- 4 large tomatoes chopped (about 4 cups when chopped)
- 1 cup of beef or chicken broth
- 1 cup white onion chopped
- 4 garlic cloves peeled
- 6 medium potatoes cubed
- 2 serrano peppers cleaned and chopped
- 1/2 cup cilantro chopped
- Salt and Pepper to season
- Season flour with salt and pepper.
- Toss the carne picada to coat with the seasoned flour.
- Heat oil in a large skillet over medium-high heat.
- Add meat and cook until browned on all sides. About 5 minutes.
- Remove the meat from the skillet and transfer it to your crockpot.
- In your blender puree the tomatoes, onion, garlic and a cup of chicken broth until you have a smooth sauce.
- Stir this sauce into the crockpot.
- Stir in potatoes and serrano peppers.
- Cook the stew for 5-6 hours on the lowest setting.
- Just before serving, add the chopped cilantro and reseason with salt and pepper.
- Serve hot over rice or your favorite grain, or with warm corn tortillas.
Diverting slightly from our Mexican theme, I thought we might kick up our carne picada con papas with a little Mexican/Cuban fusion. One ingredient that you may not recognize in this recipe is bijol. Bijol is also known as achiote or annatto powder and can be found in any Hispanic market as well as online. It emits a unique flavor and color that may be familiar if you are already a fan of Cuban food.
Mexi-Cuban Carne Con Papas
- 3 Tbsp.olive oil
- 1 small white onion, chopped
- 1 green bell pepper, seeded and chopped
- 4 cloves garlic, crushed
- 2 tsp. salt
- 1 tsp. freshly ground black pepper
- 2 Tbsp. bijol
- 2 bay leaves
- 1 8 oz. can tomato sauce
- 1 14.5 oz can diced tomatoes
- 2 pounds marinated carne picada
- 4 medium white potatoes peeled and diced
- 1 cup dry white wine
- 4 cups beef or chicken stock
- Heat the olive oil in a medium skillet over medium heat.
- Saute the onion, green pepper, and garlic until the onion is translucent.
- Add salt, pepper, bijol, and bay leaves.
- Add tomato sauce and cook for about a minute. Just to heat through.
- Put your meat into the crockpot.
- Stir the remaining ingredients into the the meat and then top it all with your skillet sauce.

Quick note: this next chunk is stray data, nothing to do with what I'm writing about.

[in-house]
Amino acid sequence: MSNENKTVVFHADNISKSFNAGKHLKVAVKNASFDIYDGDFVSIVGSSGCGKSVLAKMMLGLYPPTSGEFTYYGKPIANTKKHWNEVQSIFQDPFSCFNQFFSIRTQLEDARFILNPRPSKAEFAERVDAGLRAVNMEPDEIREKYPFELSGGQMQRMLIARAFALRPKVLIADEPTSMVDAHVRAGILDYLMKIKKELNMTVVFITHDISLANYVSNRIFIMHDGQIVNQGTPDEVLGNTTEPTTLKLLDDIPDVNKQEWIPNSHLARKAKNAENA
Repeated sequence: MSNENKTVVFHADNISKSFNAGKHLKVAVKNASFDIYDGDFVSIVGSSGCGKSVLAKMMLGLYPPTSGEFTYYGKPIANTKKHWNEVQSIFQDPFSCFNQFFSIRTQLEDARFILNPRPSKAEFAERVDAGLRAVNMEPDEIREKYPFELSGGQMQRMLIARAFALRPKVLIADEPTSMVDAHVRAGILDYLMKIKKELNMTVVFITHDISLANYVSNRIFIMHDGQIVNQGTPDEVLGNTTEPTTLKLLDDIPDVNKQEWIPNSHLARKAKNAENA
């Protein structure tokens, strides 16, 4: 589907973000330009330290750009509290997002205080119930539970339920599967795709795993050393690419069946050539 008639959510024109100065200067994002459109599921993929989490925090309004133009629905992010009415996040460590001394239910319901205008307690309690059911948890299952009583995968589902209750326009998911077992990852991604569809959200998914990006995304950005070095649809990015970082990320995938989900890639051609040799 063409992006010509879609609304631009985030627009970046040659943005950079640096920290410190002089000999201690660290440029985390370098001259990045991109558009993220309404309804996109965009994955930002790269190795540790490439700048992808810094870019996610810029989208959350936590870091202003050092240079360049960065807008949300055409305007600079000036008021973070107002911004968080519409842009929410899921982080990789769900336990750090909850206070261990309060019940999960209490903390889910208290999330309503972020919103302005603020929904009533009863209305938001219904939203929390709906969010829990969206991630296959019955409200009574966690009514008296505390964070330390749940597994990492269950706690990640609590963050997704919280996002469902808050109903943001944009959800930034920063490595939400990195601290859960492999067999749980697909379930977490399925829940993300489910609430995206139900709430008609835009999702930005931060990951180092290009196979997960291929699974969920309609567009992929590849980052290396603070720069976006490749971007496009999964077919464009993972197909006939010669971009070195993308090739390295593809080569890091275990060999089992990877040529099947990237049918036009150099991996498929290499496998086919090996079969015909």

- Cook on low setting for 6-8 hours.
- Serve hot over white rice or with a crusty cuban loaf and refresshing avocado salad.
Extra Thin Carne Picada Recipe
If you are lucky enough to have a Mexican or Hispanic market or butcher shop in your neighborhood they will probably have an already marinated carne picada all ready to go for you. The only downside to that might be that you may find that it is sliced extra thin. In this link you will see a brief eHow video with a chef detailing the method for crispy frying extra thin carne picada. However, if you are going to do some frying, you might as well go full on and whip up some yummy and satisfying taquitos!
Taquitos With Extra Thin Carne Picada
- 2 Onions, small, sliced
- 4 Tbsp. vegetable oil, divided
- 10 oz. can diced tomatoes with green chilies, drained
- 1 cup shredded Colby or Monterey Jack cheese
- 2 pounds extra thin carne picada
- 4 cups corn oil
- 12 corn tortillas, white
- 1 can refried beans
- sour cream
- shredded lettuce
- In a large skillet over medium-high heat, heat 2 tablespoons oil. Brown the onions, about 5 minutes. Remove from the skillet and reserve.
- Reheat the skillet with the remaining vegetable oil.
- Brown the carne picada.
- Stir in the diced tomatoes with green chilies. cook for 2 minutes.
- Add the cheese and cooked onions.
- In a large, deep skillet heat the corn oil to 350°
- Evenly divide the meat and refried beans among the twelve tortillas.
- Roll them up tightly and deep fry each taquito to a golden brown.
- Garnish with sour cream and shredded lettuce.
My easy weeknight tacos using the carne picada from the local butcher will always be a family favorite and staple in our house. It is however always an enlightening experience to do some digging and find some new and creative ways to expand my repertoire around a seemingly simple, yet versatile ingredient. I am still feeling quite inspired and thinking about playing around with a recipe for carne picada chili. I hope that you have been equally inspired and will look forward to your comments and reports of any of your creations that were inspired by my exciting foray into carne picada!